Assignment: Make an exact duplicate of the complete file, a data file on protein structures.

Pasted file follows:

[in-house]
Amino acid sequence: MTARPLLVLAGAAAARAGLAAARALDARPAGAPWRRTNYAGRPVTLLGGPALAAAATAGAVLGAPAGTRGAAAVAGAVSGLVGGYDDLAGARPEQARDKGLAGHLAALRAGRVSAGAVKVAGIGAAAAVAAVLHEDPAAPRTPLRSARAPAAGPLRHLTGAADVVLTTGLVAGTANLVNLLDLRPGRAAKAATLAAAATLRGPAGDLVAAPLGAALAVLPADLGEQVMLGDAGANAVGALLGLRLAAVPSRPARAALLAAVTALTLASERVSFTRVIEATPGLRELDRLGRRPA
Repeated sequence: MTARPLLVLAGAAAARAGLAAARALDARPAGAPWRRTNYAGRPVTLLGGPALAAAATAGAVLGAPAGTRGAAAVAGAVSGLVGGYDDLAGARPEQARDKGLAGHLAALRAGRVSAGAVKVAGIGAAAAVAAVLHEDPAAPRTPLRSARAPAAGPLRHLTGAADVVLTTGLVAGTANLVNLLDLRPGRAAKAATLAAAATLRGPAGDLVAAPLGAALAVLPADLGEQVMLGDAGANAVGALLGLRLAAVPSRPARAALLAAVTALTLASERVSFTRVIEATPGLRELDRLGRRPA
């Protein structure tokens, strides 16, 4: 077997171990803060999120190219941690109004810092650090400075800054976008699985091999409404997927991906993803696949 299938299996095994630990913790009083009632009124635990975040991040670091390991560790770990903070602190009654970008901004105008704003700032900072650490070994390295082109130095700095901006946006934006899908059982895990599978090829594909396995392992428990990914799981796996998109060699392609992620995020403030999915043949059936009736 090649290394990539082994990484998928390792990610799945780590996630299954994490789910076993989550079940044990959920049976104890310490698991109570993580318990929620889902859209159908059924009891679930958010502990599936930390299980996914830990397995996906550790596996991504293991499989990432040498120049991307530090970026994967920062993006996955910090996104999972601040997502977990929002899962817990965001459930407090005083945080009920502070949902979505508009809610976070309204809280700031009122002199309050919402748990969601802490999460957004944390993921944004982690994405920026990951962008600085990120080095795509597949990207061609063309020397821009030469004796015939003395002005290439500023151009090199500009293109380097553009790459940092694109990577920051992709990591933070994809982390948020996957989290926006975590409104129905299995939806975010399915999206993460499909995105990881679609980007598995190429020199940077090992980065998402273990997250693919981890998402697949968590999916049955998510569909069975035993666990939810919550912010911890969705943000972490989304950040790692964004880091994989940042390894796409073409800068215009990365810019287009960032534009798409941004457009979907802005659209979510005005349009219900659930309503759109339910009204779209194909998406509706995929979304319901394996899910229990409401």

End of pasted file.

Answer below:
[in-house]
Amino acid sequence: MTARPLLVLAGAAAARAGLAAARALDARPAGAPWRRTNYAGRPVTLLGGPALAAAATAGAVLGAPAGTRGAAAVAGAVSGLVGGYDDLAGARPEQARDKGLAGHLAALRAGRVSAGAVKVAGIGAAAAVAAVLHEDPAAPRTPLRSARAPAAGPLRHLTGAADVVLTTGLVAGTANLVNLLDLRPGRAAKAATLAAAATLRGPAGDLVAAPLGAALAVLPADLGEQVMLGDAGANAVGALLGLRLAAVPSRPARAALLAAVTALTLASERVSFTRVIEATPGLRELDRLGRRPA
Repeated sequence: MTARPLLVLAGAAAARAGLAAARALDARPAGAPWRRTNYAGRPVTLLGGPALAAAATAGAVLGAPAGTRGAAAVAGAVSGLVGGYDDLAGARPEQARDKGLAGHLAALRAGRVSAGAVKVAGIGAAAAVAAVLHEDPAAPRTPLRSARAPAAGPLRHLTGAADVVLTTGLVAGTANLVNLLDLRPGRAAKAATLAAAATLRGPAGDLVAAPLGAALAVLPADLGEQVMLGDAGANAVGALLGLRLAAVPSRPARAALLAAVTALTLASERVSFTRVIEATPGLRELDRLGRRPA
């Protein structure tokens, strides 16, 4: 077997171990803060999120190219941690109004810092650090400075800054976008699985091999409404997927991906993803696949 299938299996095994630990913790009083009632009124635990975040991040670091390991560790770990903070602190009654970008901004105008704003700032900072650490070994390295082109130095700095901006946006934006899908059982895990599978090829594909396995392992428990990914799981796996998109060699392609992620995020403030999915043949059936009736 090649290394990539082994990484998928390792990610799945780590996630299954994490789910076993989550079940044990959920049976104890310490698991109570993580318990929620889902859209159908059924009891679930958010502990599936930390299980996914830990397995996906550790596996991504293991499989990432040498120049991307530090970026994967920062993006996955910090996104999972601040997502977990929002899962817990965001459930407090005083945080009920502070949902979505508009809610976070309204809280700031009122002199309050919402748990969601802490999460957004944390993921944004982690994405920026990951962008600085990120080095795509597949990207061609063309020397821009030469004796015939003395002005290439500023151009090199500009293109380097553009790459940092694109990577920051992709990591933070994809982390948020996957989290926006975590409104129905299995939806975010399915999206993460499909995105990881679609980007598995190429020199940077090992980065998402273990997250693919981890998402697949968590999916049955998510569909069975035993666990939810919550912010911890969705943000972490989304950040790692964004880091994989940042390894796409073409800068215009990365810019287009960032534009798409941004457009979907802005659209979510005005349009219900659930309503759109339910009204779209194909998406509706995929979304319901394996899910229990409401």